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I am attempting to create a 32-bit shift register in Verilog with two inputs, DATA0 and DATA1. DATA0 is driven low to input a 0 to the register and DATA1 is driven low to input a 1 to the register. DATA0 and DATA1 are held high when they are not being used.

The issue that I am running into is when I drive DATA0 low, it replaces all of the bits in the register with zeroes. DATA1 works fine, shifting the register and adding a one to the end. My code is as follows:

module shift(
databits,   //The register
reset   ,   // reset Input
DATA0   ,   //Input for a 0
DATA1           //Input for a 1
);

//------------Output Ports--------------
    output [31:0] databits;
//------------Input Ports--------------
     input reset, DATA0, DATA1;
//------------Internal Variables--------
     reg [31:0] databits;
//-------------Code Starts Here-------

always @(posedge reset or negedge DATA0 or negedge DATA1) begin

    if(reset) begin
        databits <= 0;
    end

    //If DATA0 triggered this, write a 0
    else if (~DATA0) begin
        databits <= databits << 1;
    end

    //If DATA1 triggered this, write a 1
    else if (~DATA1) begin
        databits <= { databits[30:0], 1'b1 };
    end

end

endmodule

I tried using DATA0 to also input ones to the register, but it overwrote the entire reigsters with ones. It is my understanding that the always block should execute once when DATA0 goes low, so I do not understand why it is doing this.

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  • \$\begingroup\$ What is the purpose of this excercise? Do you expect to be able to synthesize this design? \$\endgroup\$ – The Photon May 7 '16 at 18:49
  • 1
    \$\begingroup\$ Your logic infers a dual clock flip-flop with DATA0 and DATA1 both being clocks. This is not synthesisable. \$\endgroup\$ – Tom Carpenter May 7 '16 at 18:49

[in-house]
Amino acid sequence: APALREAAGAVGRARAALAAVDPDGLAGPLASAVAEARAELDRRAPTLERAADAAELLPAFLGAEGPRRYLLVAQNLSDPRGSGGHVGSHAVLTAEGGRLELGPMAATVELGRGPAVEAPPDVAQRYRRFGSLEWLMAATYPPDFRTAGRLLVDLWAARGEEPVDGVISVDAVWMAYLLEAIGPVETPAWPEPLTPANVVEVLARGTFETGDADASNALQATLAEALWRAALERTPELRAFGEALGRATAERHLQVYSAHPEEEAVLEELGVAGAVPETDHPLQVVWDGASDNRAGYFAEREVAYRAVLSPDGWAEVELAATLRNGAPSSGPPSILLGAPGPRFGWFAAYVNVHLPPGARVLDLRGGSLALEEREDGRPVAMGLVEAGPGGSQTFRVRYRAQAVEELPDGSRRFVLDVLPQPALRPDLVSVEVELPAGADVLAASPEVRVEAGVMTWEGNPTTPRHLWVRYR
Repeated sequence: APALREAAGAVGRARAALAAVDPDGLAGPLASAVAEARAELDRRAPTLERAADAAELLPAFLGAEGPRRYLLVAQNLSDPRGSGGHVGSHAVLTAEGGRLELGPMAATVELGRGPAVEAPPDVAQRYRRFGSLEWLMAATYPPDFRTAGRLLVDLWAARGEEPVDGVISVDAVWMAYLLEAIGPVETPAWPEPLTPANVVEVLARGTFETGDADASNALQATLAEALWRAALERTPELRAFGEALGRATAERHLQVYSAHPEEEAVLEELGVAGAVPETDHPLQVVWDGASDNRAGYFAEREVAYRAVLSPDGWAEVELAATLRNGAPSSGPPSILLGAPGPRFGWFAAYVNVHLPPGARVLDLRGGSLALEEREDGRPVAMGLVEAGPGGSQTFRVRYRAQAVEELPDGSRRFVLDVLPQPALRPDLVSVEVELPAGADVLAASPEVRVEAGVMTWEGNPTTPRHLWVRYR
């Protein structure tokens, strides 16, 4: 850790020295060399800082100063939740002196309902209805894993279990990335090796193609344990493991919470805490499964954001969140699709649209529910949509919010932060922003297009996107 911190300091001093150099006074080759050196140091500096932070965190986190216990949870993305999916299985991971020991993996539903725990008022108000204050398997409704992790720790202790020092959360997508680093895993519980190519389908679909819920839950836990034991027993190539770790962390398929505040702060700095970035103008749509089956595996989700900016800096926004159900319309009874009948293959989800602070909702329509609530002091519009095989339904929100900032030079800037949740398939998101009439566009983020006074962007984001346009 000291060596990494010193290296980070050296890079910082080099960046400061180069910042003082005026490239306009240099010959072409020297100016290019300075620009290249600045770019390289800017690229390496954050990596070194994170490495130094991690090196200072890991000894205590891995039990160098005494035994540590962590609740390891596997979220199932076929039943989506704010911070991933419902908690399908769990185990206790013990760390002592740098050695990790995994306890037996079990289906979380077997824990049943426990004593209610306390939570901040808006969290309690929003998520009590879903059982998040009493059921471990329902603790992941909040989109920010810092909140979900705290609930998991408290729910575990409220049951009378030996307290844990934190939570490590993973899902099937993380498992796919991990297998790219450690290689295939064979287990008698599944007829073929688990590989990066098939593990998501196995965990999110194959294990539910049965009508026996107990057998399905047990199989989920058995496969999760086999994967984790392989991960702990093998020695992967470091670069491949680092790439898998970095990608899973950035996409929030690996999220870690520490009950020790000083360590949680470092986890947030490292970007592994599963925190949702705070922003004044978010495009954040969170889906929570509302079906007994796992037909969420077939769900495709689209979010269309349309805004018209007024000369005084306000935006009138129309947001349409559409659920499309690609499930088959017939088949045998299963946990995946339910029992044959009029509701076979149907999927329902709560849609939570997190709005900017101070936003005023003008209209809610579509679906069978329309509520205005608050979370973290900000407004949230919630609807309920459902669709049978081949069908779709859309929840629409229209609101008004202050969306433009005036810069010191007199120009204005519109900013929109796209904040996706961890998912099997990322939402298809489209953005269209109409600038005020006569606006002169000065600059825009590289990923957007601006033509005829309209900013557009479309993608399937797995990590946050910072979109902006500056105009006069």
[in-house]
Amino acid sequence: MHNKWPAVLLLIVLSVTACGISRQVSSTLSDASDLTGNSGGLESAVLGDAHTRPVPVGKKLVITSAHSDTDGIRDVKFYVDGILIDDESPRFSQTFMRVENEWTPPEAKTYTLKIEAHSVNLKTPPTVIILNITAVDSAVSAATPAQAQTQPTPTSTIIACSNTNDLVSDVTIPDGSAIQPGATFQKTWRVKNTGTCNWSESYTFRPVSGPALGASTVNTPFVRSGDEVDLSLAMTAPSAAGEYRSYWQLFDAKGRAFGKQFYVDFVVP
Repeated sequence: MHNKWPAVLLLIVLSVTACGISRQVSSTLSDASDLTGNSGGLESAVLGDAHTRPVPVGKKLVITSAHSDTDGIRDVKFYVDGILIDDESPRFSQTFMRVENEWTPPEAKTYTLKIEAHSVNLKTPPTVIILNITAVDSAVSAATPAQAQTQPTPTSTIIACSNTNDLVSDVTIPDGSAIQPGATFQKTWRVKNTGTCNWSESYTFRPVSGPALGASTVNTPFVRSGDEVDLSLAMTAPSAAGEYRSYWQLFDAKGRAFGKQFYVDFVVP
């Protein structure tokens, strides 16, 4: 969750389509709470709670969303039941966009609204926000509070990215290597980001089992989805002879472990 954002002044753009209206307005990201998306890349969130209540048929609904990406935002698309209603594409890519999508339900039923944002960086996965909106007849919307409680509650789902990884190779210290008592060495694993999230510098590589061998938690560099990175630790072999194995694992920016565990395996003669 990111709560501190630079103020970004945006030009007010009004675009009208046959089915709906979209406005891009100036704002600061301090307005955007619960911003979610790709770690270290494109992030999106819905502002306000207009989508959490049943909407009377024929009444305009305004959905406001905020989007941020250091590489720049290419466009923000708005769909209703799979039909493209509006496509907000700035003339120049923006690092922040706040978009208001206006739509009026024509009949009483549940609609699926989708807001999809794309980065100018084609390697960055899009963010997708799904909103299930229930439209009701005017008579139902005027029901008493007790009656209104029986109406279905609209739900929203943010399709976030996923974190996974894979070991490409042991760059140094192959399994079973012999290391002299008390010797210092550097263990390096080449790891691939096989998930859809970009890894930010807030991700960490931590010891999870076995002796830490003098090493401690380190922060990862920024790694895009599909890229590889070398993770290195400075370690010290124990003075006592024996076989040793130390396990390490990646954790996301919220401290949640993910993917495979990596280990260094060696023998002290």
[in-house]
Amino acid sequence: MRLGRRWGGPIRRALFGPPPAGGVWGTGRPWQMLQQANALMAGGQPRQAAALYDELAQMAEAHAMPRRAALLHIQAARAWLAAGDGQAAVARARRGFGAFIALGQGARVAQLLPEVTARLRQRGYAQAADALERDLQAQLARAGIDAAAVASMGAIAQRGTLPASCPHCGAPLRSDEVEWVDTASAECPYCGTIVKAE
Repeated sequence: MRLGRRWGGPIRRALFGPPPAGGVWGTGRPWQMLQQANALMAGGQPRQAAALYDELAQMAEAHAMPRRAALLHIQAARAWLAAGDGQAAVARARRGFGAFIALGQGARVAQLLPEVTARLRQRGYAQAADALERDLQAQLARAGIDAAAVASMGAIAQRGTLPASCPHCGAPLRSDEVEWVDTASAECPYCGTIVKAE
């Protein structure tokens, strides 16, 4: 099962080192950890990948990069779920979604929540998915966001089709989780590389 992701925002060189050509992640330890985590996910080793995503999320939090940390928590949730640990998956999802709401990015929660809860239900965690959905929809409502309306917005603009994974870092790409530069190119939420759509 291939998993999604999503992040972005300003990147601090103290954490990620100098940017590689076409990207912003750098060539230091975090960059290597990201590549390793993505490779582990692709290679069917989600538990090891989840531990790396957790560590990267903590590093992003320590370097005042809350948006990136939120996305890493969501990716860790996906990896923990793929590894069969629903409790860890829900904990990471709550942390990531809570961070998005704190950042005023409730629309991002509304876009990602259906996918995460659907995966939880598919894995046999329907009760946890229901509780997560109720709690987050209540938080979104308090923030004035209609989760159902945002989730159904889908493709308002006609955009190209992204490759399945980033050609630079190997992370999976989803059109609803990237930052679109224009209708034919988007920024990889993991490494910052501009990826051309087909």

• \$\begingroup\$ You should have a clock signal to synchronise all the logic and a couple of instances of a negative edge detector to sample the DATA0 and DATA1 signals. \$\endgroup\$ – Tom Carpenter May 7 '16 at 18:50
  • \$\begingroup\$ @ThePhoton The end goal here is to read the output from a Wiegand interface. This is the first step in the process. \$\endgroup\$ – Confused_Engineer May 7 '16 at 18:53
  • \$\begingroup\$ @TomCarpenter I looked at doing something along those lines originally, but could not figure out how to do so without driving a register from multiple always blocks. \$\endgroup\$ – Confused_Engineer May 7 '16 at 18:56
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As it stands you have a shift register whose clock is both DATA0 and DATA1. This cannot be synthesised as FPGAs don't have dual-clock flip flops.

To make it work you will need two things:

  1. A single clock sufficiently fast to sample the DATA0 and DATA1 signals
  2. Edge detection logic for the DATA0 and DATA1 signals.

Edge detection is a pretty straight forward thing to do:

module fallingEdge (
    input clock,
    input signal,

    output reg edge
);

reg signalDly;

always @ (posedge clock) begin
    signalDly <= signal; //Delay signal by one clock cycle.
    edge <= signalDly && !signal; //If the signal was high in the last cycle but low now, it must be a falling edge
end

endmodule

The output of that block will be high for exactly one clock cycle when there is a falling edge of the data signal.

You will need an edge detector for each of DATA0 and DATA1 which will result in two new signals (say EDGE0 and EDGE1).

Your shift register is then clocked by your 'clock' signal (1), and you simply check the edge signals in that block. If EDGE0 is high, clock in a 0. If EDGE1 is high, clock in a 1. If they are both high at the same time, you'll need to decide whether 0 or 1 takes priority.

| improve this answer | |
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  • \$\begingroup\$ Thanks. I will need to learn how to use multiple modules, but that is a good thing to know how to do. \$\endgroup\$ – Confused_Engineer May 7 '16 at 19:11
  • \$\begingroup\$ I got it! Thanks a bunch, this puts me back on the correct path. \$\endgroup\$ – Confused_Engineer May 7 '16 at 19:32

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